Let be the set of all integers such that . For example, is the set . How many of the sets do not contain a perfect square?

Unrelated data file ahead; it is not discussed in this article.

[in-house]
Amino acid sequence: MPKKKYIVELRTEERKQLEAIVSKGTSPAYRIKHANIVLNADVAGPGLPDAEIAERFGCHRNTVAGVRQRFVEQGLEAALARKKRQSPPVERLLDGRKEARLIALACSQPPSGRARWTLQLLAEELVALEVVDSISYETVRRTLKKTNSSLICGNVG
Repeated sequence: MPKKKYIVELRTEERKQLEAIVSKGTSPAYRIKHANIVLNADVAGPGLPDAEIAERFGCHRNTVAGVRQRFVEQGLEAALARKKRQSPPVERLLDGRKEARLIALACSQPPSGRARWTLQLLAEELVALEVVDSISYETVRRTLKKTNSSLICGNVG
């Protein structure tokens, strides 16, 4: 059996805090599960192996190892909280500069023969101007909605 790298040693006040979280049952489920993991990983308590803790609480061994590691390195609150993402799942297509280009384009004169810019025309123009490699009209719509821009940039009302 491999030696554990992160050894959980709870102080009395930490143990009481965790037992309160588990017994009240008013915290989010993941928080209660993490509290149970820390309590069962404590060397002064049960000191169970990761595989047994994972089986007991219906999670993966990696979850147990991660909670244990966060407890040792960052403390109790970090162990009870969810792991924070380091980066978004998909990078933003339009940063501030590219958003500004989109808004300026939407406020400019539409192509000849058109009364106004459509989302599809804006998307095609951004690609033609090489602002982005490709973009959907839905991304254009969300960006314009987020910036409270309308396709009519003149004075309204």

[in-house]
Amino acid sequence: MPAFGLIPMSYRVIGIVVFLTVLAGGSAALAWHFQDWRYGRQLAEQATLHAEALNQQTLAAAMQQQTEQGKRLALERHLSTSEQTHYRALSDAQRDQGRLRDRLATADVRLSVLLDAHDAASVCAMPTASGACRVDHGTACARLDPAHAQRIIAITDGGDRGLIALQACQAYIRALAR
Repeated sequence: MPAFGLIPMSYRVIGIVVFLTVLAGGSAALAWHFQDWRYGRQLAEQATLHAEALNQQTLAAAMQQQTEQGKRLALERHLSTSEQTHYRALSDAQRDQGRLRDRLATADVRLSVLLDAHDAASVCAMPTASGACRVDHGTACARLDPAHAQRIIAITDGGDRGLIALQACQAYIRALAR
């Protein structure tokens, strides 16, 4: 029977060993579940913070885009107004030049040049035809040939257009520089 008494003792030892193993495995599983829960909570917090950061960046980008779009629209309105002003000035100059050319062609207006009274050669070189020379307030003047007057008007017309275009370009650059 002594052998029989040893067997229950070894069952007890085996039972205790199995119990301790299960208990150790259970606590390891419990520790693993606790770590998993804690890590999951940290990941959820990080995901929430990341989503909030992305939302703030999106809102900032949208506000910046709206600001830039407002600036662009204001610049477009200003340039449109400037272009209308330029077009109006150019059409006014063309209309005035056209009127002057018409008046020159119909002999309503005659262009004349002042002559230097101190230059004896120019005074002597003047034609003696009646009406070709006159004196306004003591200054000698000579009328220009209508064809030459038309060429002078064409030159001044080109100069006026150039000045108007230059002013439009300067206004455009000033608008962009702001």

For n≤50, the difference between n^2 and (n-1)^2 is less than 100. Since 50^2=2500, it follows that all the sets S_i for i≤25 will contain at least one square. For n>50, each square will differ from the previous one by more than 100, so each square will occupy a different S_i. The largest square less than 100,000 is 316^2=99,856. Thus the total number of sets S_i that do contain one or more squares is 26 (for the sets S_0 to S_25 inclusive) plus 266 (each containing exactly one of the squares from 51^2 to 316^2). Since 26+266=292, and there are altogether 1000 sets S_i (as i goes from 0 to 999), that leaves 1000–292=708 sets that do not contain a perfect square.